To say that improvised comedy divides audiences is an understatement. Like mime, it has its strong supporters, but there are also people who loathe it and would cross the street to avoid having to watch it. Some see it as a ‘purer’ form of theatre, stripped of props and unvarnished by rehearsals, while others see it as a disorganised mess, and a refuge for actors too lazy and undisciplined to bother learning their lines. However, the Murderettes group, who perform improvised Murder Mysteries, fall between both extremes.
After soliciting some suggestions from the audience, the trio (Peter Edwards, Matt Jones and Eve Truszkowska) create a story around a postman (Peter Edwards) who is framed for murder by the father (Matt Jones) of his incompetent architect (Eve Tuszkowska). This involves several characters including a: farmer, two policemen, a frustrated wife and a sexually adventurous escape artist. Matt Jones, easily the strongest of the three, played most of the extra roles with visible relish, using a variety of accents and mannerisms to differentiate the characters.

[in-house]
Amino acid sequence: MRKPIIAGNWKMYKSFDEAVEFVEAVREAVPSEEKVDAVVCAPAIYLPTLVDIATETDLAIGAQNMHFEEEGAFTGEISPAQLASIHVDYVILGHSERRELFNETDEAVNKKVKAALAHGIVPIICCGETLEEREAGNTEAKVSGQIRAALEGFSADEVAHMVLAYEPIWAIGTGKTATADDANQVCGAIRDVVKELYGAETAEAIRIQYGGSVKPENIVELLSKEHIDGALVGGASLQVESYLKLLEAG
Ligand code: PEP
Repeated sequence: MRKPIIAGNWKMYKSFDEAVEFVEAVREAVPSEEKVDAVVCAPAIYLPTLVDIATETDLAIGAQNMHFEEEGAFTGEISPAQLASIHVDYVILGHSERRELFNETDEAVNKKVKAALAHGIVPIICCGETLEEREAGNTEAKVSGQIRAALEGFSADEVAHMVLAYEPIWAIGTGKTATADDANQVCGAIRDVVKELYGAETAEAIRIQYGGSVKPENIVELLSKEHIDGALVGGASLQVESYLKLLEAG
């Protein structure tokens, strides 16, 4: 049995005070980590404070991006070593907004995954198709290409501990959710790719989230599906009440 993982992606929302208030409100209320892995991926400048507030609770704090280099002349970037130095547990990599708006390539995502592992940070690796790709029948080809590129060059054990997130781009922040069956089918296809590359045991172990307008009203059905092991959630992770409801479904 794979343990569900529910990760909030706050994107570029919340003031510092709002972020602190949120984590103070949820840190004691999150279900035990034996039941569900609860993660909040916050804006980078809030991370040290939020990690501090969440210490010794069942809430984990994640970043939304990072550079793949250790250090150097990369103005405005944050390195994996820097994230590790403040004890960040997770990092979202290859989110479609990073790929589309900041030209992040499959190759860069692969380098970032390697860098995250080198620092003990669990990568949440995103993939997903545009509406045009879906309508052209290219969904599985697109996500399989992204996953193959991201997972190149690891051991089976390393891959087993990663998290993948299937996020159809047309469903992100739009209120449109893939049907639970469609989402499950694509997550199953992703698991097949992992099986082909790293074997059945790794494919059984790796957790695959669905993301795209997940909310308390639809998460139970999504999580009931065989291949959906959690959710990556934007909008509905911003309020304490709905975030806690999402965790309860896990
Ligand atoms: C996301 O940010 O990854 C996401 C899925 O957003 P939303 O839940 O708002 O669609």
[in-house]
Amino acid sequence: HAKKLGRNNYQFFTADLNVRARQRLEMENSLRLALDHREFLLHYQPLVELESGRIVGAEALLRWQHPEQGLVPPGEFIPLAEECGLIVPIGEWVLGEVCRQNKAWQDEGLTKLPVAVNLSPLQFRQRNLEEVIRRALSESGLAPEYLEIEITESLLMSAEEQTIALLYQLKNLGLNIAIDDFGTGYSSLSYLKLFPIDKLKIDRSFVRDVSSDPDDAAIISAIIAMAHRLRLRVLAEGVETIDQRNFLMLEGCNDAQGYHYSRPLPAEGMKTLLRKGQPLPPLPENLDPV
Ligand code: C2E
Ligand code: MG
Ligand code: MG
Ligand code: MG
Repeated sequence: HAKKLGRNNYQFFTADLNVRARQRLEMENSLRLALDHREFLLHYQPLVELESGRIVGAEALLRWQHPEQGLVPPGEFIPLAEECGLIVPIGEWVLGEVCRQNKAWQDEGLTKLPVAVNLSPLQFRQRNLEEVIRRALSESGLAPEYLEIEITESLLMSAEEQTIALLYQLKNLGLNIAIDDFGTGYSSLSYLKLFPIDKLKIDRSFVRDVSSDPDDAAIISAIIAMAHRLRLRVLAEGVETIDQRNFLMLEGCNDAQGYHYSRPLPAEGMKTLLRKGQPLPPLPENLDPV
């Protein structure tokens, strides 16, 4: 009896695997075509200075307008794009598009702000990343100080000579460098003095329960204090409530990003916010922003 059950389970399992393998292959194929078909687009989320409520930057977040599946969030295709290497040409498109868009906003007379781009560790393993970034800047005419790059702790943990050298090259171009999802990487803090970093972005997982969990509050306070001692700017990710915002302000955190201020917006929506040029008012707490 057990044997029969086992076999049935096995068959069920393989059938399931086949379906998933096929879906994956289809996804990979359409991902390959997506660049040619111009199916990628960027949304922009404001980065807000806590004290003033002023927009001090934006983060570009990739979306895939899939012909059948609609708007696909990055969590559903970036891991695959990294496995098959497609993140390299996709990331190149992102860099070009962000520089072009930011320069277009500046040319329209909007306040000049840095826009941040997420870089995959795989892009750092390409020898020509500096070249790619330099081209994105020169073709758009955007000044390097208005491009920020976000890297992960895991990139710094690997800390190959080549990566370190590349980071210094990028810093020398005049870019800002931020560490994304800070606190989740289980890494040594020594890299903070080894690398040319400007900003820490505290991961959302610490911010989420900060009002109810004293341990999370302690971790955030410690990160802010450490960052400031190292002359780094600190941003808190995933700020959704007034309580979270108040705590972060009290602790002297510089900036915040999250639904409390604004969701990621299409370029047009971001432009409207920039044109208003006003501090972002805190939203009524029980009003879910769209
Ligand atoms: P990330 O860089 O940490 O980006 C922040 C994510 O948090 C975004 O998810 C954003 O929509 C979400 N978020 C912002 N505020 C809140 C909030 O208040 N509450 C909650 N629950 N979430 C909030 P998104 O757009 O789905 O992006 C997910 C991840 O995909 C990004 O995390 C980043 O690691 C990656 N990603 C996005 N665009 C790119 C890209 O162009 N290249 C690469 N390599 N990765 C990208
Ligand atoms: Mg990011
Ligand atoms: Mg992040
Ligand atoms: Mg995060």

The problem was that Peter Edwards and Eve Tuszkowka seem much less enthusiastic, and their performances pale in comparison. Although there were only a few pauses, the play began to run out of steam two-thirds of the way through, with Edwards at one point reminding the audience that there was twenty minutes left. This suggests that show might have been more effective had it been ten minutes shorter.
This is a solid introduction to the genre, which the audience seemed to enjoy. The problem is that once the novelty wears off, it isn’t particularly exciting.
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